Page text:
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Old 24th June 2008   #1
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Keeping the Windows Server logged on


After powering on and logging on the Windows Server, many administrators just keep it logged on. If we need to access the server desktop, we need to type the logged on user's password anyway.

An auditor comments that it must be logged off.

Is it necessary to keep logging on, why and why not?

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Old 24th June 2008   #2
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All proper server software will run as a service. It therefore does not need a user logged on to start or use the software. Software running as a service is made available independently of the user GUI.

Unfortunately, there are a number of software applications that pretend they are server applications but do not run as a service and have to be run from within a user GUI. These we will call Noddy applications.

If you are a very lucky IT manager, you will be able to run your servers without any Noddy software. In this case there is no reason to have anyone logged on to the server. As running a logged on user both makes it easier for someone to tamper with the server, and uses system resources, it is advisable to run the server with no one logged on. You log on to change something on the server or monitor/check something and then log off. (I won't mention the people who let a user use the network server as their desktop PC beyond stating that it is a particularly foolish thing to do and I'll assume the people reading this aren't so foolish).

If you are a reasonably lucky IT manager, there may be a couple of Noddy applications you need to run, but you'll be able to apply a hack to them (for example the NT resource kit INSTSRV) so that they will run as a service. As they run as a service, again no need to log on.

Unfortunately, many Noddy applications won't work when hacked to run as a service. In this case you have to have a user logged on. However, this doesn't have to be a user connected directly to the server. With Server 2003, you can run a terminal user session and have the Noddy applications running in that session. That means you can manage the Noddy applications remotely via that terminal session, and it shouldn't get in the way of other users accessing the server to carry out maintenance tasks.

Therefore, if you can avoid Noddy applications, you don't need to log on to the physical server terminal and shouldn't except when carrying out maintenance tasks. Even with Noddy application, there are ways of avoiding having a user logged on.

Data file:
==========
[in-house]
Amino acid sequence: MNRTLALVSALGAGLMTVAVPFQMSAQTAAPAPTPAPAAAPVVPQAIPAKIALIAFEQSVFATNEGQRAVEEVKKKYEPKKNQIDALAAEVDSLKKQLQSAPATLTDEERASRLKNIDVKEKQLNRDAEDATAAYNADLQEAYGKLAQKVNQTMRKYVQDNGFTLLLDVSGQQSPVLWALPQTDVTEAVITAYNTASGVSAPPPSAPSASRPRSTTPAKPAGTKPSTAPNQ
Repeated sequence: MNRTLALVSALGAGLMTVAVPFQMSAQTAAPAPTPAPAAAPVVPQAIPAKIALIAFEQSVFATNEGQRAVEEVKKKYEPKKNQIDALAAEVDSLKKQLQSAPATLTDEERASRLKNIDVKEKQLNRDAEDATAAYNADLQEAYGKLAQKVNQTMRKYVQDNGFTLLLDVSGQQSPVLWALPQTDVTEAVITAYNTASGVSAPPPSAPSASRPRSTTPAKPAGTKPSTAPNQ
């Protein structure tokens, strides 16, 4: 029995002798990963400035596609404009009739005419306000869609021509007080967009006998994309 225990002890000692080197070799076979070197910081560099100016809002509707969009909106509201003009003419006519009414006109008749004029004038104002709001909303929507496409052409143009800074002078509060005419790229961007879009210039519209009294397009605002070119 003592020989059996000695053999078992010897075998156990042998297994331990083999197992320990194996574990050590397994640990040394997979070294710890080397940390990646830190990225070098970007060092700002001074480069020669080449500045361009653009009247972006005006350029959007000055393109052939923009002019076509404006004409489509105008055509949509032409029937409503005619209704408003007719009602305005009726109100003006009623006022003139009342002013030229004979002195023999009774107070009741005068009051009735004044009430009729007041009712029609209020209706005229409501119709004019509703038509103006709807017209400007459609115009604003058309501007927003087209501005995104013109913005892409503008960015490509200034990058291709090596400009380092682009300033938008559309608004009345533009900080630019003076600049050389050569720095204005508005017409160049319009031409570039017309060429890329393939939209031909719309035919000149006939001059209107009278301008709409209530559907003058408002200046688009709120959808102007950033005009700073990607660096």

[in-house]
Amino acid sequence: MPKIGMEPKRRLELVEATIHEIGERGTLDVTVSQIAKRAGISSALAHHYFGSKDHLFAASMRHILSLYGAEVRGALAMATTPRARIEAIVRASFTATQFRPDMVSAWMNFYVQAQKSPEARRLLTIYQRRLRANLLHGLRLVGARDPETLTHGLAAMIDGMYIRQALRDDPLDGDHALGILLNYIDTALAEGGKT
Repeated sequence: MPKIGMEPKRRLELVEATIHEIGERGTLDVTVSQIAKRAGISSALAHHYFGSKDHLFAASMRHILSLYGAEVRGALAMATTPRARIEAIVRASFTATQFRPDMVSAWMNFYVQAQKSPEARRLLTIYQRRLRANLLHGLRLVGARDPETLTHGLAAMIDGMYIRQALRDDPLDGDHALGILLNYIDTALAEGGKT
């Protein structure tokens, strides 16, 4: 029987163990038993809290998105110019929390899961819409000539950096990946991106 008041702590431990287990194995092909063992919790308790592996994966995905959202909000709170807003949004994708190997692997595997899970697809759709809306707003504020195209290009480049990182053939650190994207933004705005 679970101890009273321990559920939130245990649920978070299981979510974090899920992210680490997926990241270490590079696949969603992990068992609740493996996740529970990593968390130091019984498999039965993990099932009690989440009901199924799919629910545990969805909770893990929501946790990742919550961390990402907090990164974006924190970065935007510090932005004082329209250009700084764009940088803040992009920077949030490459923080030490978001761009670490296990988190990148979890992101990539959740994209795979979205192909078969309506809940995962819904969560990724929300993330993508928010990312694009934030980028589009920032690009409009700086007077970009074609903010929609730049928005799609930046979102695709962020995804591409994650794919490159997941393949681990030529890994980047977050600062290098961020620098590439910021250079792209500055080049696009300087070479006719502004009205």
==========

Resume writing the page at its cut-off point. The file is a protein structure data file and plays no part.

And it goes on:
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Old 24th June 2008   #3
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Hi Ivan Reg

Reg I like it when you talk like that!

And I don't mean the British accent!

Excellent explanation Reggie!

Also Ivan, no offence if you already knew this! But create another Admin account I usually use Supervisor and never use the Built in Administrator account except in an emergency.

Any other account and profile can be deleted the profile removed etc then rebuilt. But get real damage to the original Admistrator account and it ususally can not be repaired! This advice is not just for Server but any NT based stand alone client or Server!

If you ever see any account (admin or user) that has an added extension that was not there before then the profile was blown.

Example: Bob now becomes Bob.server (the .server part can be anything usually the ComputerName) then that profile has been damaged and windows has tried to the best of it's ability to repair it so the user can still operate.

If that happens to the real Administrator account it may still work but there "could" be missing data or other issues!

So try not to have the real Administrator up where it can be caught by a power failure or malware or Virus. Use it only long enough to fix issues like the above

Mike

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Old 24th June 2008   #4
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Hi Mike,

thanks for your info. Correct me if I got it wrong. The built-in administrator account will be "suppressed" before Windows Server 2008 but not deleted, and it should be totally "removed" in WS 2008, after installation, that I hearsay.

Besides, I just wanna see if I can improve the relationship between an Auditing Director (no IS audit background) and the sys admin mgr.

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Old 27th June 2008   #5
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If you don't want to delete the Administrator account you can always disable it for a while until you are happy that it is safe to delete.

By the way, all praise for my postings are gratefully received. However, you may regret encouraging my ramblings, as I do enjoy prevaricating about the bush (in the word of many wise words: Wallace).

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